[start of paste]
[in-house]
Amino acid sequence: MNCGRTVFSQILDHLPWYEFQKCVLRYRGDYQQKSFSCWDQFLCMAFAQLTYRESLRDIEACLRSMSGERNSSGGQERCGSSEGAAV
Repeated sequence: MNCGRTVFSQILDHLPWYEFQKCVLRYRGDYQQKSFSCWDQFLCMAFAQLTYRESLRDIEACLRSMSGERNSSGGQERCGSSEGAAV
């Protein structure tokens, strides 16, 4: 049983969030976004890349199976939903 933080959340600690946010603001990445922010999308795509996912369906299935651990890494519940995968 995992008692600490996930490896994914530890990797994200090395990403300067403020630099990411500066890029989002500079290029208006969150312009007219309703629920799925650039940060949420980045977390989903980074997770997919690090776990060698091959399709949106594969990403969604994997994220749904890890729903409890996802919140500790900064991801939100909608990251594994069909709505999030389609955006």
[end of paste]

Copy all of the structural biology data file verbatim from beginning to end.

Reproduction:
[in-house]
Amino acid sequence: MNCGRTVFSQILDHLPWYEFQKCVLRYRGDYQQKSFSCWDQFLCMAFAQLTYRESLRDIEACLRSMSGERNSSGGQERCGSSEGAAV
Repeated sequence: MNCGRTVFSQILDHLPWYEFQKCVLRYRGDYQQKSFSCWDQFLCMAFAQLTYRESLRDIEACLRSMSGERNSSGGQERCGSSEGAAV
């Protein structure tokens, strides 16, 4: 049983969030976004890349199976939903 933080959340600690946010603001990445922010999308795509996912369906299935651990890494519940995968 995992008692600490996930490896994914530890990797994200090395990403300067403020630099990411500066890029989002500079290029208006969150312009007219309703629920799925650039940060949420980045977390989903980074997770997919690090776990060698091959399709949106594969990403969604994997994220749904890890729903409890996802919140500790900064991801939100909608990251594994069909709505999030389609955006």